NEW YORK — Low interest rates, high trade-in values and a slew of new vehicles arriving in dealer showrooms are helping auto sales lead economic growth, says Paul Taylor, chief economist of the National Automobile Dealers Association (NADA).
Assisted by warm weather in many parts of the country, U.S. new-car and -truck sales have increased by 13 percent for both March and over the first quarter of 2012.
“With gasoline prices rising, small cars and mid-sized cars continue to be the two segments leading sales,” Taylor said in an interview today at the NADA/IHS Automotive Forum in New York City. “If gasoline prices rise above $4.50 a gallon, the market is ready this year with many new small car offerings in adequate supply. That was not the case last year.”
With cars and trucks averaging nearly 11 years old, Taylor added that consumers are anxious to replace their aging vehicles.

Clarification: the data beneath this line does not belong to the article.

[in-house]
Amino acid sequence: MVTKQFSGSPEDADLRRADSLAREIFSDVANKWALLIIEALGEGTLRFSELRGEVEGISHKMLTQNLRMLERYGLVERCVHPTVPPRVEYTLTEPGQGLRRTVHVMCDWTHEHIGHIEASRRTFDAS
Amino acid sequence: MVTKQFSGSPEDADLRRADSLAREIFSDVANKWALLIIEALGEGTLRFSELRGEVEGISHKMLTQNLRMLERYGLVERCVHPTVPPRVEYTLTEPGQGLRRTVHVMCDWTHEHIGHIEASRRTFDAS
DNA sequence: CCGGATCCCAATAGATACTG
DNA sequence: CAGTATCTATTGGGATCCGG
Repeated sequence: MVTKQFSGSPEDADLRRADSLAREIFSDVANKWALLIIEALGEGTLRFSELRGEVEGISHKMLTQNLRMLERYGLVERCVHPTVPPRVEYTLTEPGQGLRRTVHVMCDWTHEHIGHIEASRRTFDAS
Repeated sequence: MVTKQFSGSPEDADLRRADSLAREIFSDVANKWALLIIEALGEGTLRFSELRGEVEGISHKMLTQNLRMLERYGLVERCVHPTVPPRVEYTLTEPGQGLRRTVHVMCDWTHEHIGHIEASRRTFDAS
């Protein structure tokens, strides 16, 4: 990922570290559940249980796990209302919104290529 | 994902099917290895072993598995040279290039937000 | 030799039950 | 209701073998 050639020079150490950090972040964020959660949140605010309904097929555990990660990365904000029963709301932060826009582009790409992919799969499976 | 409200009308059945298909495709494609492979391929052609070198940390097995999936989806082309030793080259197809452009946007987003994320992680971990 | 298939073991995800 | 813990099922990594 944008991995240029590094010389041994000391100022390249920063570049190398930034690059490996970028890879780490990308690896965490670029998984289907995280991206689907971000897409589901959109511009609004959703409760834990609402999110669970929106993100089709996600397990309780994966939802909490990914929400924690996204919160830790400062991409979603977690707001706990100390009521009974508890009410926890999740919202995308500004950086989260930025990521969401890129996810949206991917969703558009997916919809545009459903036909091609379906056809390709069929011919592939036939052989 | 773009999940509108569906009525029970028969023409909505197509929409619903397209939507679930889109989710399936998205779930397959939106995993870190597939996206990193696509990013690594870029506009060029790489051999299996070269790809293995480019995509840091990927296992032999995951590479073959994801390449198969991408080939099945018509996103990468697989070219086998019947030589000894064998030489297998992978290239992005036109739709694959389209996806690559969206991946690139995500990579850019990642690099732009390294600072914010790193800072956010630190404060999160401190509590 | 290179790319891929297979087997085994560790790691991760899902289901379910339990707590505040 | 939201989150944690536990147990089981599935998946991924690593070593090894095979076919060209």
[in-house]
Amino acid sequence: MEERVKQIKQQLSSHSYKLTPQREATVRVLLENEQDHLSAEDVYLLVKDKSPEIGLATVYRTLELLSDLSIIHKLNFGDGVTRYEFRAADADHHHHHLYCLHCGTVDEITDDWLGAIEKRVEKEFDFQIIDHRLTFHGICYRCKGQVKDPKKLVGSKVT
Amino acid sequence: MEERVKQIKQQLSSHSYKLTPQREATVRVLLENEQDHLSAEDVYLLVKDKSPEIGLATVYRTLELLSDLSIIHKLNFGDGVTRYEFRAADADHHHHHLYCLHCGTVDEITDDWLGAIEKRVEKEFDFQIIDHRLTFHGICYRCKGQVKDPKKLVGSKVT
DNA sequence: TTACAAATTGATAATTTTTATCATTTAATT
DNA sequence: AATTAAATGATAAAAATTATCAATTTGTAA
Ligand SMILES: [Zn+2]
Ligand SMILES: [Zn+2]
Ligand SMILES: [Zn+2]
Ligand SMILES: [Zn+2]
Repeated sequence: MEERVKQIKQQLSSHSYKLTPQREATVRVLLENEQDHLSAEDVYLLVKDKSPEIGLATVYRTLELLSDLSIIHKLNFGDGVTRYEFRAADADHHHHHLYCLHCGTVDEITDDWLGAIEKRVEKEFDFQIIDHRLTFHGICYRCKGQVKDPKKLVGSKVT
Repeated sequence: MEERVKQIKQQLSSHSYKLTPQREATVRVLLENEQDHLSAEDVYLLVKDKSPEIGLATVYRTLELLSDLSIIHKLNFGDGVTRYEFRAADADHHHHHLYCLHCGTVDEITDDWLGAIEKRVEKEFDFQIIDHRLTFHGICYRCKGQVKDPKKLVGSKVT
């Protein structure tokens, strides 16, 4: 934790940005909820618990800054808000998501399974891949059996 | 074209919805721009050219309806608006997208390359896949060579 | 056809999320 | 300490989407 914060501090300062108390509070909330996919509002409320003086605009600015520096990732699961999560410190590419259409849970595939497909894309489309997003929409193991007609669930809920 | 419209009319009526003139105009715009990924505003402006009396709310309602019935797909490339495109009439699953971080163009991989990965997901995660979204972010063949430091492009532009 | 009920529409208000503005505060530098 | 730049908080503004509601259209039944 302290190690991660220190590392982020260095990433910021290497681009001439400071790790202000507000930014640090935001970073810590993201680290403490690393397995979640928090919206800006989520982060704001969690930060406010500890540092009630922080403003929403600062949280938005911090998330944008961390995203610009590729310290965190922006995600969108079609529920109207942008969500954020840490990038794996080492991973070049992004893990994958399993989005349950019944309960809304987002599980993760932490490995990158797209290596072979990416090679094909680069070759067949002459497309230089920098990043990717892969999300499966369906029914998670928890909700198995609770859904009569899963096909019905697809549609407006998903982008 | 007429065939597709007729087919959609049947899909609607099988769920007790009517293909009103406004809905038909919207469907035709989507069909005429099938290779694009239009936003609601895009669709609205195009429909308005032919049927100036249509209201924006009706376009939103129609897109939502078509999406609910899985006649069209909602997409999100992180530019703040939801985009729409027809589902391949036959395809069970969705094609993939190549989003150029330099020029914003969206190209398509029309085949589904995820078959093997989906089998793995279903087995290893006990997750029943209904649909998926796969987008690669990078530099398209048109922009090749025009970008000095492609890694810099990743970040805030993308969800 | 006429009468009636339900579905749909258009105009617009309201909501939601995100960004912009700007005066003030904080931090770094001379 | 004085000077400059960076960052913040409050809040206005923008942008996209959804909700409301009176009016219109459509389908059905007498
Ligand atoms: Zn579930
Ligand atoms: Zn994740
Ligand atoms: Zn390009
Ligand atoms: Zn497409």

The NADA Story
The NADA story began in 1917 when 30 auto dealers traveled to the nation’s capital to convince Congress not to impose a luxury tax on the automobile. They successfully argued that the automobile is a necessity of American life, not a luxury. From that experience was born the National Automobile Dealers Association. Today, NADA represents nearly 16,000 new-car and -truck dealerships with 32,500 franchises, both domestic and international. For more information, visit www.nada.org.